Sen. Ben Ray Luján, D-N.M., speaks during a Senate Health, Education, Labor, and Pensions Committee hearing, Tuesday, July 20, 2021, on Capitol Hill in Washington.
CNN  — 

US Sen. Ben Ray Luján of New Mexico announced Tuesday that he “suffered a stroke in the cerebellum” last week but is expected to make a full recovery.

Luján began experiencing dizziness and fatigue on Thursday, and checked himself into Christus St. Vincent Regional Hospital before being transferred to the University of New Mexico Hospital, according to a statement from Luján’s chief of staff posted to the Democrat’s Twitter account.

“As part of his treatment plan, he subsequently underwent decompressive surgery to ease swelling,” the statement said. “He is currently being cared for at UNM hospital, resting comfortably, and expected to make a full recovery.”

Democratic New Mexico Gov. Michelle Lujan Grisham tweeted, “Sending all my best to @SenatorLujan and his family.”

“Ben Ray is a tough norteño and I know he’ll be back on the Senate floor fighting for New Mexico families in no time – all of New Mexico is wishing him a speedy and full recovery.”

Luján’s health scare underscores the fragility of Democrats’ narrow majority in the Senate. With his absence, the Democratic caucus could face difficulties in advancing party-line votes and nominations – like President Joe Biden’s forthcoming Supreme Court nominee.

Senate Democrats will need 51 votes to confirm a Supreme Court nominee, which would require all 50 members of the caucus to coalesce behind Biden’s pick with Vice President Kamala Harris breaking a tie if no Republicans support the nominee.

Biden said last month he will make his selection for the Supreme Court before the end of February, though since Luján does not serve on the Senate Judiciary Committee, his absence would not affect Democrats’ immediate work after Biden announces his pick. The Tuesday statement did not specify when Luján is expected to return.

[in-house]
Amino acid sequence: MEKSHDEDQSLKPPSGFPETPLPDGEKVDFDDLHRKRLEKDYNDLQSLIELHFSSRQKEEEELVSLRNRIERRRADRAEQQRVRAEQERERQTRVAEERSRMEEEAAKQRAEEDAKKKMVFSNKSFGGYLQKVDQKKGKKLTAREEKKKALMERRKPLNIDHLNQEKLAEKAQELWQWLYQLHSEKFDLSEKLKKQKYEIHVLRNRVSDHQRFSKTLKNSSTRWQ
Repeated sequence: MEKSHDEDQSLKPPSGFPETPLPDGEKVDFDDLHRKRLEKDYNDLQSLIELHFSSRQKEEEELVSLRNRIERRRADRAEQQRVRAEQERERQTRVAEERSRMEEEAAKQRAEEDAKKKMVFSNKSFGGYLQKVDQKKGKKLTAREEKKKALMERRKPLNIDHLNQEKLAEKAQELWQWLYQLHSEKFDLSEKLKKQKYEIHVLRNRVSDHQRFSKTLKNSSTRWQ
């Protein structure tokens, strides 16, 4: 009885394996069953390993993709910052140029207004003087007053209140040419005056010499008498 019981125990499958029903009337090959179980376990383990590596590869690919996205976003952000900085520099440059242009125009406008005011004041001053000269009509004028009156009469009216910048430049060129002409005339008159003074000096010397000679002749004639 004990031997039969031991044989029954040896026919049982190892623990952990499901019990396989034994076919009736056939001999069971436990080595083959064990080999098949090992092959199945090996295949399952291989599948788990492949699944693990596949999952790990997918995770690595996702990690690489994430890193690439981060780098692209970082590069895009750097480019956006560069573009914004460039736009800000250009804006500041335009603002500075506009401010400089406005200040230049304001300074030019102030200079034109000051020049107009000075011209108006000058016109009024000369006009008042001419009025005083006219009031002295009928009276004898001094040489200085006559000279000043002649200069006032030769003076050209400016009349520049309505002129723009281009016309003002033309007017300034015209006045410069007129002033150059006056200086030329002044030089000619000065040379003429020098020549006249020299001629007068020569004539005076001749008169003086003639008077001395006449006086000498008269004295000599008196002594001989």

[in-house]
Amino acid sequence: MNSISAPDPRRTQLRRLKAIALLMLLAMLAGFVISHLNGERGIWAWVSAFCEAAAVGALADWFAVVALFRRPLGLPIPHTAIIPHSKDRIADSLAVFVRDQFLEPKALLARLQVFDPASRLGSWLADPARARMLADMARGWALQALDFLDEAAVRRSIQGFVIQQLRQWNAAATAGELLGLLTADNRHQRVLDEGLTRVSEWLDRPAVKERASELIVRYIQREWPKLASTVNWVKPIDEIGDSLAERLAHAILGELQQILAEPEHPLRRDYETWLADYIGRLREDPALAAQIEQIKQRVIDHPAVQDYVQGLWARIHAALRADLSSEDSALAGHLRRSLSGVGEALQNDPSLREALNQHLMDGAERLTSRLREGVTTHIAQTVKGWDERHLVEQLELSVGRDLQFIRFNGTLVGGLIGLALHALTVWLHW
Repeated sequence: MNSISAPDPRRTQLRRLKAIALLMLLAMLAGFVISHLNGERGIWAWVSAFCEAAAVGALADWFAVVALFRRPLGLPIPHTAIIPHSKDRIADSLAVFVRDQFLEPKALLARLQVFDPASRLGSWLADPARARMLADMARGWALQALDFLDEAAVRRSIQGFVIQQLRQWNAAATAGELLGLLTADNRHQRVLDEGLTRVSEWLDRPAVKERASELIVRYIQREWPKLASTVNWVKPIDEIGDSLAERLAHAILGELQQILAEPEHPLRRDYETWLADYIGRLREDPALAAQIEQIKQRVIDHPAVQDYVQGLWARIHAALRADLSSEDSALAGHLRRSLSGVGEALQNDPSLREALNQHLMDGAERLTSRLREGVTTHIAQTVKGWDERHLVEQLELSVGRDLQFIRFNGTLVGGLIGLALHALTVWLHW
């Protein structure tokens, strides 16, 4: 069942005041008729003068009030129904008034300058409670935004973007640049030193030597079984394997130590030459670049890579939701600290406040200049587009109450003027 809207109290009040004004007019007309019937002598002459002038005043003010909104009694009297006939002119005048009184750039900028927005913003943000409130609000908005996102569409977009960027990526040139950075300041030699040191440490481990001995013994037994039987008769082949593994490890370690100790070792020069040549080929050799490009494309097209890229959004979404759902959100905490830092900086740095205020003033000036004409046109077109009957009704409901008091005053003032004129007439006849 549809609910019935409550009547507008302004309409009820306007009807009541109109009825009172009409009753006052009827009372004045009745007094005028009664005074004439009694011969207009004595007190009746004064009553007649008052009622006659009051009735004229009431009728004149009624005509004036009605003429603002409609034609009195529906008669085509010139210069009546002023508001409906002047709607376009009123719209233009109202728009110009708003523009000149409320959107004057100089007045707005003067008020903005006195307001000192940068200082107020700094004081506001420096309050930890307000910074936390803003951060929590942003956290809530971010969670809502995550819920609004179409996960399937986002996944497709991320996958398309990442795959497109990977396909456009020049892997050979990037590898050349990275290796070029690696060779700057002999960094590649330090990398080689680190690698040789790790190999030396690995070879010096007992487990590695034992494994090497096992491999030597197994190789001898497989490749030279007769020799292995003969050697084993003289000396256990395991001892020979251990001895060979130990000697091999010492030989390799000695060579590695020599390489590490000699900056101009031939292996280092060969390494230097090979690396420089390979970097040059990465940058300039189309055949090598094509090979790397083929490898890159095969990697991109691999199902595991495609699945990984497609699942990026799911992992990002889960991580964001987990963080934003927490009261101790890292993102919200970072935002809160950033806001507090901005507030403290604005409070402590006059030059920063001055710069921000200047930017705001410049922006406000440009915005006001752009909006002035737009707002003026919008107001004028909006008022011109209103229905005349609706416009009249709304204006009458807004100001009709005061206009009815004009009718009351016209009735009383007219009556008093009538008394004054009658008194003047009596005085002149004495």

Senate Democratic Whip Dick Durbin of Illinois, whose responsibility it is to ensure Democrats have enough votes to pass legislation and confirm nominees, had been unaware that Luján had suffered a stroke until reporters told him late Tuesday afternoon.

“Oh, my God, I didn’t know that,” Durbin responded, adding that it wasn’t clear how Luján’s absence could impact the vote schedule on the floor.

Senate Majority Leader Chuck Schumer told reporters, “First, we are all praying for Ben Ray and his family. We are all grateful that he will have a full recovery.”

“We look forward to his quick return to the Senate, and I believe the Senate will be able to carry forward with its business,” the New York Democrat added.

Democratic Sen. Chris Coons of Delaware similarly said, “Today we should be focused on Ben Ray’s health and his family and his recovery,” but called the development “a reminder that in a 50-50 Senate with important work in front of us, any unforeseen or difficult developments can make that harder.”

This story has been updated with additional information Tuesday.

CNN’s Ted Barrett, Ali Zaslav, Jessica Dean, Lauren Fox, and Morgan Rimmer contributed to this report.